Community relations is a broad term that encompasses every connection a business has to local stakeholders. From individual residents to peer businesses, community relations campaigns touch every corner using a variety of tactics. Such campaigns are usually important for new businesses coming into a community. You want to make a splash, to connect, to start to engrain your organization into the fabric of the neighborhood. But there is a step you must do before you start laying out your tactics: Read the room.
Outsider syndrome is a real thing.
It’s a classic movie trope. The new girl brings her old-school’s best treats to the popular girls at the new school only to be laughed out of the cafeteria. The football player tries to show off drills from his original team only to be pummeled by the oversized linebacker whom he didn’t see coming because of his own arrogance. If you enter a situation thinking you know what’s best and implement it with reckless abandon, you run the risk of categorizing yourself as an outsider immediately. Before you plant roots, take a significant amount of time to learn about the community you’re joining. What businesses do the residents frequent and what makes those businesses stand out? Is there a local charity that people rally around? What schools in the area could use support? No questions are too small in your quest to dig out your place in a new community.
Ask and you shall receive.
Don’t know what to do to help make a community like you? Have you tried asking? I recently heard a hospital outreach manager tell a story that perfectly exemplifies why you should.
In the early 90s, his hospital opened a facility with primary and emergency medical services in a part of town that was hard hit by the crack epidemic. The goal was to provide localized care to members of the community who could walk to the facility. But after opening, they found that neighbors called ambulances to carry them from a few blocks away, or they didn’t come in at all. This drained the hospital’s resources and defeated the purpose of building the hospital in that community in the first place. What did the hospital do? Make an assumption – crime from the nearby open-air drug market must be keeping people from feeling safe enough to walk to the hospital. They partnered with area police to heavily surveil the area, arrest people who were committing crimes and generally increase their presence. The result? Even fewer people came to the hospital.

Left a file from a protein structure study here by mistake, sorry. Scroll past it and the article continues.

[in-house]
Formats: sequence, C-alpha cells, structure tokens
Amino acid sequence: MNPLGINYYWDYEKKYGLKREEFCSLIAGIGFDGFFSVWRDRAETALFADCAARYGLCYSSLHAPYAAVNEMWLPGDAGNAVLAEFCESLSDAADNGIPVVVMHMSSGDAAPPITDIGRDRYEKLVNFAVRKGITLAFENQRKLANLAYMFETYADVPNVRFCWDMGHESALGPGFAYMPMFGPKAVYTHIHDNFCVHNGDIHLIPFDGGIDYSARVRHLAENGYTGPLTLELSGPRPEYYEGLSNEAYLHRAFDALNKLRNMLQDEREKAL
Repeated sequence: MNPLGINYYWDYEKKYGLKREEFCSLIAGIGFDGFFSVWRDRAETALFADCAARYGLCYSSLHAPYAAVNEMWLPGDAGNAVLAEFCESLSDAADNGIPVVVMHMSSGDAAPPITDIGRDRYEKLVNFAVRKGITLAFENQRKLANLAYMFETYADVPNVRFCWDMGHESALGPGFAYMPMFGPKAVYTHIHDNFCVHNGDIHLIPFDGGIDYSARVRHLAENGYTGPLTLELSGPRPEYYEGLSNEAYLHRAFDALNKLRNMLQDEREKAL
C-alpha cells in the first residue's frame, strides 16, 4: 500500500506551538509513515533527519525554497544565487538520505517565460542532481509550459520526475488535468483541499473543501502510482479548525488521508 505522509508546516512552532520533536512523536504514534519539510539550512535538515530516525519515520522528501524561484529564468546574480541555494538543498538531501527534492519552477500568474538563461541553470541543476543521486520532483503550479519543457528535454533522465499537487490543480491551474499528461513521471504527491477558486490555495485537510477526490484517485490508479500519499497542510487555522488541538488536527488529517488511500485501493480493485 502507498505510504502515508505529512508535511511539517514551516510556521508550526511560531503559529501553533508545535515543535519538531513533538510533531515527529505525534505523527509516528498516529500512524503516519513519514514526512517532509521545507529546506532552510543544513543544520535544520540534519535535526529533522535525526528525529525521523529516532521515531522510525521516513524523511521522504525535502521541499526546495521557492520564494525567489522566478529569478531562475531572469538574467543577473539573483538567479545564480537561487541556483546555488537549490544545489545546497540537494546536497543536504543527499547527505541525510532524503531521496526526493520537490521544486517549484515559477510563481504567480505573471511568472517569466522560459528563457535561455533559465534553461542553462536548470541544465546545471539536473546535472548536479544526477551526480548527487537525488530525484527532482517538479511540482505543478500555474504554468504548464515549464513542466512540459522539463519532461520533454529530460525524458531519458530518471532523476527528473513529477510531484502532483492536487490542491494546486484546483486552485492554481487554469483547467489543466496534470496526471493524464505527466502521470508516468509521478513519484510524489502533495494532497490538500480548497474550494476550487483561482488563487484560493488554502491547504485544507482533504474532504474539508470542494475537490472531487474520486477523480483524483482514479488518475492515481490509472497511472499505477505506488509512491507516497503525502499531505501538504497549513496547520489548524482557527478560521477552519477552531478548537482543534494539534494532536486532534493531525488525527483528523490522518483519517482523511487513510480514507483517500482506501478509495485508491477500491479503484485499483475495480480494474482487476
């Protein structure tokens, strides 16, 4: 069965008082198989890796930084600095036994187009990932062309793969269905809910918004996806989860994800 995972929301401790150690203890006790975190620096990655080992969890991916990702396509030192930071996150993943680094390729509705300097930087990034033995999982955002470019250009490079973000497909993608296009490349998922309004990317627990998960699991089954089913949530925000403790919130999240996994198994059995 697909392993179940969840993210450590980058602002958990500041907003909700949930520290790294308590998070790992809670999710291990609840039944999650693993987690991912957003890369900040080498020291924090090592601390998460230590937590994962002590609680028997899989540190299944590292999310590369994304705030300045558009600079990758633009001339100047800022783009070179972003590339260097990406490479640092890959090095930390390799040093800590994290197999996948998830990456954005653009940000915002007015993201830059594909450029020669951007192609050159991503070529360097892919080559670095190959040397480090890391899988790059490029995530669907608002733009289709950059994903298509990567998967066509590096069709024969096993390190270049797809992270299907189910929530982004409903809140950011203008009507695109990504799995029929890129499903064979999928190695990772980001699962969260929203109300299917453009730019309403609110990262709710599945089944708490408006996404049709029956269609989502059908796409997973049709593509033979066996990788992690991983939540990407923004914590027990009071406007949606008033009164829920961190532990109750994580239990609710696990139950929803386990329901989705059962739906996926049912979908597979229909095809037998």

Nearing a breaking point, the hospital outreach manager went to a community meeting. He bluntly asked, what is it that you want from us as a partner? What would help you feel more connected to our hospital? The answer was simple – the residents unanimously agreed that there was a rat infestation in the neighborhood caused by unreliable trash pickup. The hospital immediately got to work, arranging neighborhood cleanups and trash removal days. The neighborhood became cleaner, vector-borne illnesses went down, residents were happier and visits to the hospital’s primary care clinic increased and emergency walk-ins started to uptick.
The lesson here is that it is better (read: cheaper, simpler, faster) to ask what a community needs than to come in and think you can tell them what they need. Your product or service might be new and unfamiliar, but it’s likely that you can meet an immediate community need today while introducing them to your business tomorrow.
Merge “you” and “them” to make “we.”
This is where PR experts shine. A team of trained public relations professionals will help you conduct the research – from competitor analysis to surveys and focus groups – to understand community preferences and sentiment. Then, they can evaluate your business offerings to find where those two factors intersect. This is where your market-entry campaign lies, in the middle of the community’s needs and your organization’s strengths. We’d call it a match made in heaven, but it’s really a match made in whatever community you’re about to call home.
When you make the effort to become part of a community, it leaves a lasting impression on your future consumers. So, if you’re ready to get started, we are too! Connect with us to start building your community relations plan.